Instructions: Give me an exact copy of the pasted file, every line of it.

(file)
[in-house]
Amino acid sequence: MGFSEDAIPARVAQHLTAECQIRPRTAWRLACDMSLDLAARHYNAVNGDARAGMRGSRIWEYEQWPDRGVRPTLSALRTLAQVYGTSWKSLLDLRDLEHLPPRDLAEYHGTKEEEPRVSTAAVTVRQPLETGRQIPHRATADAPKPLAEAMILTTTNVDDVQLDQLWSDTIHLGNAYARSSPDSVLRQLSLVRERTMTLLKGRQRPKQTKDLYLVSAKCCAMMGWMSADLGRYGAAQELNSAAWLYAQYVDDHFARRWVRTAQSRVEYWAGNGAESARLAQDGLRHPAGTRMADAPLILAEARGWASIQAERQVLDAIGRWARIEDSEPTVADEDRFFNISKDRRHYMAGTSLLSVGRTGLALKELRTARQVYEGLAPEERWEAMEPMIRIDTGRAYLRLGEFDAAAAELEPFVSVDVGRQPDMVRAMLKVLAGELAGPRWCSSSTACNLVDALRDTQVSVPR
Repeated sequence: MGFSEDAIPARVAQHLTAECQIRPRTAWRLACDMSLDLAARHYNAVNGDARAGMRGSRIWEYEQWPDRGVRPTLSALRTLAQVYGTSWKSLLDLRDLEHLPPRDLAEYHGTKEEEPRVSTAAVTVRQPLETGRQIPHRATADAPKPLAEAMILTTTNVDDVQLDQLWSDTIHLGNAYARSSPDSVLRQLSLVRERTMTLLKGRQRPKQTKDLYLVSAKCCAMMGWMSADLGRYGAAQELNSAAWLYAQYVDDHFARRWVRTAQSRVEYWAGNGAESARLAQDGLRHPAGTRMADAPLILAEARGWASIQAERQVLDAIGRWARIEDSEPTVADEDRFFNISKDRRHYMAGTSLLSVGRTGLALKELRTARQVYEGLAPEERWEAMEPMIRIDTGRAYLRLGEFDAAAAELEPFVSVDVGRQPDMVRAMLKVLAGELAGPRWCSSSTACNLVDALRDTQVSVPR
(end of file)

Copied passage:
[in-house]
Amino acid sequence: MGFSEDAIPARVAQHLTAECQIRPRTAWRLACDMSLDLAARHYNAVNGDARAGMRGSRIWEYEQWPDRGVRPTLSALRTLAQVYGTSWKSLLDLRDLEHLPPRDLAEYHGTKEEEPRVSTAAVTVRQPLETGRQIPHRATADAPKPLAEAMILTTTNVDDVQLDQLWSDTIHLGNAYARSSPDSVLRQLSLVRERTMTLLKGRQRPKQTKDLYLVSAKCCAMMGWMSADLGRYGAAQELNSAAWLYAQYVDDHFARRWVRTAQSRVEYWAGNGAESARLAQDGLRHPAGTRMADAPLILAEARGWASIQAERQVLDAIGRWARIEDSEPTVADEDRFFNISKDRRHYMAGTSLLSVGRTGLALKELRTARQVYEGLAPEERWEAMEPMIRIDTGRAYLRLGEFDAAAAELEPFVSVDVGRQPDMVRAMLKVLAGELAGPRWCSSSTACNLVDALRDTQVSVPR
Repeated sequence: MGFSEDAIPARVAQHLTAECQIRPRTAWRLACDMSLDLAARHYNAVNGDARAGMRGSRIWEYEQWPDRGVRPTLSALRTLAQVYGTSWKSLLDLRDLEHLPPRDLAEYHGTKEEEPRVSTAAVTVRQPLETGRQIPHRATADAPKPLAEAMILTTTNVDDVQLDQLWSDTIHLGNAYARSSPDSVLRQLSLVRERTMTLLKGRQRPKQTKDLYLVSAKCCAMMGWMSADLGRYGAAQELNSAAWLYAQYVDDHFARRWVRTAQSRVEYWAGNGAESARLAQDGLRHPAGTRMADAPLILAEARGWASIQAERQVLDAIGRWARIEDSEPTVADEDRFFNISKDRRHYMAGTSLLSVGRTGLALKELRTARQVYEGLAPEERWEAMEPMIRIDTGRAYLRLGEFDAAAAELEPFVSVDVGRQPDMVRAMLKVLAGELAGPRWCSSSTACNLVDALRDTQVSVPR